LB: John left the band in 2000 and I kept it going a little bit after that because we had signed a record contract and I had to keep it together. I got a couple of friends to be in Folk Implosion and we did one more album in 2003 and that fizzled out.

RR: Your 2001 EMOH solo album summarizes so many elements of your style. I really liked “Caterpillar Girl”: and then you break through and dry before my eyes, take me with you, where you hide tonight, away, alone, look out, the birds, like me, want you now, caterpillar come out. Was any of EMOH autobiographical?

LB: Oh, yeah. All of it. (laughter) I have a hard time writing about things that I haven’t actually experienced.

RR: Well, a lot of people use a front or a mask when they are writing their songs.

LB: I think people who can do that are talented. Yeah, I meanI don’t know. I don’t have enough imagination to write about other people. I just think it’s presumptuous to write about other people so I don’t. What? [at this point in our conversation, a bystander gets upset with Barlow about this remark] I’m sorry. They’re upset because I’m saying I don’t have any imagination. I think it’s presumptuous, that’s all.

RR: When you reunited with Dinosaur Jr., did you go back in time to the sound you had or did everyone bring what they had gathered over the last fifteen years?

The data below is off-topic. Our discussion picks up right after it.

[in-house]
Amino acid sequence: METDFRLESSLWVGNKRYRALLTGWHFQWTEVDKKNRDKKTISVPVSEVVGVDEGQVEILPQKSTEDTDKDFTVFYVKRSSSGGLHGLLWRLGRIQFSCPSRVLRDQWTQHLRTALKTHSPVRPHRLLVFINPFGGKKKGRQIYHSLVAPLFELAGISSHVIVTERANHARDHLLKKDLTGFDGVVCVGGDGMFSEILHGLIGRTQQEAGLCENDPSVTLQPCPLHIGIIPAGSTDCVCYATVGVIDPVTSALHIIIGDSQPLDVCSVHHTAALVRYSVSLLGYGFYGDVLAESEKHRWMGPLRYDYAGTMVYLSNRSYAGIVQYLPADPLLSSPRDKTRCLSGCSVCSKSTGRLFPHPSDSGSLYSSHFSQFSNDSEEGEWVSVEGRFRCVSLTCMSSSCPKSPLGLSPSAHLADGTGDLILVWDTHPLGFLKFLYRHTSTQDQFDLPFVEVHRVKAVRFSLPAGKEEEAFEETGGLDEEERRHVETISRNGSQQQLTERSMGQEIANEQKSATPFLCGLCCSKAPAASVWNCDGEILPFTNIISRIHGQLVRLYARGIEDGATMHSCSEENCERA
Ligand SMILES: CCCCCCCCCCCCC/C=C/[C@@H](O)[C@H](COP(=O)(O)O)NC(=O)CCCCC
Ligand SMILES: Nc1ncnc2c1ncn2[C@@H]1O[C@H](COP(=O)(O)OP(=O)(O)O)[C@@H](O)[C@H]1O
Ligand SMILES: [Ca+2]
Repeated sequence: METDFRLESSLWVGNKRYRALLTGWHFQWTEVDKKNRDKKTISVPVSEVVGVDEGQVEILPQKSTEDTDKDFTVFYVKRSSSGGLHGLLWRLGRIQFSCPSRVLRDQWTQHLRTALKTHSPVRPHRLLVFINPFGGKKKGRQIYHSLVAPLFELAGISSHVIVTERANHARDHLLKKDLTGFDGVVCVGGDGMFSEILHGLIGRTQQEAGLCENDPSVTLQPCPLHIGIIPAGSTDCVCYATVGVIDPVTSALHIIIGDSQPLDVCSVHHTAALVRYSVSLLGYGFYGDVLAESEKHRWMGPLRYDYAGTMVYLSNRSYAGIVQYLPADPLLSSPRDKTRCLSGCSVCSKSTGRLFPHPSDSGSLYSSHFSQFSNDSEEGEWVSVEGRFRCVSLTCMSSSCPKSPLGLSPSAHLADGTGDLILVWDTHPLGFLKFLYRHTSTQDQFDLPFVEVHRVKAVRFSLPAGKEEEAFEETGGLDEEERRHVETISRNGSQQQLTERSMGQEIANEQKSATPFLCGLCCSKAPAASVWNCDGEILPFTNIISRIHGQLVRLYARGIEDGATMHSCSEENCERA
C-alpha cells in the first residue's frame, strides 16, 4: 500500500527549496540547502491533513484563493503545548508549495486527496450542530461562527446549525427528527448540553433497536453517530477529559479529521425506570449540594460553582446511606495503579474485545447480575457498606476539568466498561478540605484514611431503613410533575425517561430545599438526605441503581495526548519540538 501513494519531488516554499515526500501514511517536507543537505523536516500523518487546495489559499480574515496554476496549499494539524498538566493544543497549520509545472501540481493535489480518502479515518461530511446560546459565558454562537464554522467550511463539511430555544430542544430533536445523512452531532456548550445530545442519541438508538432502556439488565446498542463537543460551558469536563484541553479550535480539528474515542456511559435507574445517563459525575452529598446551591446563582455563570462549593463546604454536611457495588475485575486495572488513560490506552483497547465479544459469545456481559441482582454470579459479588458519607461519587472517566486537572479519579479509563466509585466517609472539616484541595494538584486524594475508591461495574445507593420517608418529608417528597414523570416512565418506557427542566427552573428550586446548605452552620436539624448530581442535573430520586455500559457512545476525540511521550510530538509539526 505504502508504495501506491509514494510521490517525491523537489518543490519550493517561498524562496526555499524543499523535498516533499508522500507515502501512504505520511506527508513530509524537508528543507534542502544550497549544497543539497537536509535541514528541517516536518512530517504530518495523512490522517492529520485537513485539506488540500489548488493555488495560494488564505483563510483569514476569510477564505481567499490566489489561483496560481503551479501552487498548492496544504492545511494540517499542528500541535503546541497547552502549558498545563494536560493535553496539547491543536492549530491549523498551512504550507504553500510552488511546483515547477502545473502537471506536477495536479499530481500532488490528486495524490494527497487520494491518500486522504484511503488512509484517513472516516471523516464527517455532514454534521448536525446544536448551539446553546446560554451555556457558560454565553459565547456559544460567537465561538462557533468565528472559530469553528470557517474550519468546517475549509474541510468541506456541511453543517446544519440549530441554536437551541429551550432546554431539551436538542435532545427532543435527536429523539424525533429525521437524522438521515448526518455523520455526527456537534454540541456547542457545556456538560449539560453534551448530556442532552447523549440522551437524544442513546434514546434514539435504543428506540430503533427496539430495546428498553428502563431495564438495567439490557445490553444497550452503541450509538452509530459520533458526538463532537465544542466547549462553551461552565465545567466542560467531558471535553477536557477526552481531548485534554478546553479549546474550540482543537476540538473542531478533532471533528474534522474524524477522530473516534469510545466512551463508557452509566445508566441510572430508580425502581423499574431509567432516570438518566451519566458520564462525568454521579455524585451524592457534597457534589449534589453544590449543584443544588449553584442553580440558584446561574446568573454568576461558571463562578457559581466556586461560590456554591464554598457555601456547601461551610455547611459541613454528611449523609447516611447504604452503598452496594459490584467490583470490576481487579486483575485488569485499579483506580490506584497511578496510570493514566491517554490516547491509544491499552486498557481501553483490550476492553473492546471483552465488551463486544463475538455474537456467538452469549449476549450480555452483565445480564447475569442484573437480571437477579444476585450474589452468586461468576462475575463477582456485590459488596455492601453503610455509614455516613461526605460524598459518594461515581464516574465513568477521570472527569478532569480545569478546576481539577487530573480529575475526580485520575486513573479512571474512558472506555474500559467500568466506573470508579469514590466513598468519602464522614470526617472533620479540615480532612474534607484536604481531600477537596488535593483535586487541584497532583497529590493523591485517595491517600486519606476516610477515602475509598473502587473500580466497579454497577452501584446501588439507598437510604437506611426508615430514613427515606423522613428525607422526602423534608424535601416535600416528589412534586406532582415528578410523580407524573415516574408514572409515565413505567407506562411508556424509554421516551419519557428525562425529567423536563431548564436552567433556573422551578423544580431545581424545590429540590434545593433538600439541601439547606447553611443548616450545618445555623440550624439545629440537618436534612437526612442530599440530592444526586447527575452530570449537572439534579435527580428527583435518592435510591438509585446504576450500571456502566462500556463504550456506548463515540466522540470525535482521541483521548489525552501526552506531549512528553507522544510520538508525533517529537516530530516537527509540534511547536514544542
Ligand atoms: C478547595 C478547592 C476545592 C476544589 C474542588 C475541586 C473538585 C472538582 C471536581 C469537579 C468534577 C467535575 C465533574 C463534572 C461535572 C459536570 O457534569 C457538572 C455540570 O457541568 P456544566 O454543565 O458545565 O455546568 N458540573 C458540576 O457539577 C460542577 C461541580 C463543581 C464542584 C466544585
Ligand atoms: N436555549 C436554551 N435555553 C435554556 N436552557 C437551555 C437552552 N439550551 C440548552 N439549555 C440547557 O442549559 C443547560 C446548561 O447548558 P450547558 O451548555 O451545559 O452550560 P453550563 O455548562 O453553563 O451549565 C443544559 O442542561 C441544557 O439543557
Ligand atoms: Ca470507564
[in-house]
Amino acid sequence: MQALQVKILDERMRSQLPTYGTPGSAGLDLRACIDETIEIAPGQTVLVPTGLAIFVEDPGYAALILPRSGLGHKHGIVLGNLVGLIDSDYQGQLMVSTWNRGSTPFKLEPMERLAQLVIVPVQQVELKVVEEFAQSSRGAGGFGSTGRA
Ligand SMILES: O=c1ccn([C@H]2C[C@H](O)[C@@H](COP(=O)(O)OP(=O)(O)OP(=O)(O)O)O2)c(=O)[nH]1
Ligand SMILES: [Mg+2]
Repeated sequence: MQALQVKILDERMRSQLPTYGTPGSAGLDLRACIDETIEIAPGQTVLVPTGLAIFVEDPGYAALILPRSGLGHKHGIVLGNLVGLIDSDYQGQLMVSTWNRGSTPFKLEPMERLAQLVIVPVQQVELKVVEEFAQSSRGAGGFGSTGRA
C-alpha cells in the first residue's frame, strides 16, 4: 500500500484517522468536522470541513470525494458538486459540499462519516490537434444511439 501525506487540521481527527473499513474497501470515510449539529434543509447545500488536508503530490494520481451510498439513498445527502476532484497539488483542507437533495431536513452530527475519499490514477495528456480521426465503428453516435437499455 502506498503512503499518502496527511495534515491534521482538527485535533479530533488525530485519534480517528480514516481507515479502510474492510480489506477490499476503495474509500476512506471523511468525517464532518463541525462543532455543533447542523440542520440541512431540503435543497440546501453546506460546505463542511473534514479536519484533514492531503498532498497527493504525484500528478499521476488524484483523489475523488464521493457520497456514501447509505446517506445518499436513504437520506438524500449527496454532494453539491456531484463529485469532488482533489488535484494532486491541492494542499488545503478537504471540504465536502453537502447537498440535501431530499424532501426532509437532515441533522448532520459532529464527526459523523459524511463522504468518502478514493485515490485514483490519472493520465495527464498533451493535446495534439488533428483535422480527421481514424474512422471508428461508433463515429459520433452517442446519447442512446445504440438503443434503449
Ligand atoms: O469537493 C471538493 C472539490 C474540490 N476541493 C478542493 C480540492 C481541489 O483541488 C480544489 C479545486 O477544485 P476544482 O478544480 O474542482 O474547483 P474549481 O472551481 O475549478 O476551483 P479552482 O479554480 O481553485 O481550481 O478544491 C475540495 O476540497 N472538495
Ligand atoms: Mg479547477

LB: Oh, it’s a total combination of both. We pretty much played the same; although, I think we were playing with better equipment, I guess. I don’t know. It really felt very similarespecially the first batch of shows. It definitely felt like a time warpperformance-wise. Later, I guess, as we got more comfortable with it, we got to bring a little bit of our experience into the music. But, at first, it felt like a very similar rush. We
kind of enjoyed it more. I can say that right off. Right away, we enjoyed it. Whereas, before, we had a hard time enjoying itat least when I was in the band, you know?

RR: That’s the key, isn’t it? You had communication issues in the past. How did all of that get settled?

LB: It didn’t. We’re here; we’ve got a job to do; let’s do it. Just by coming together that said everything that we needed to say. We’re all here and we’re ready to set any weirdness aside and get down to business.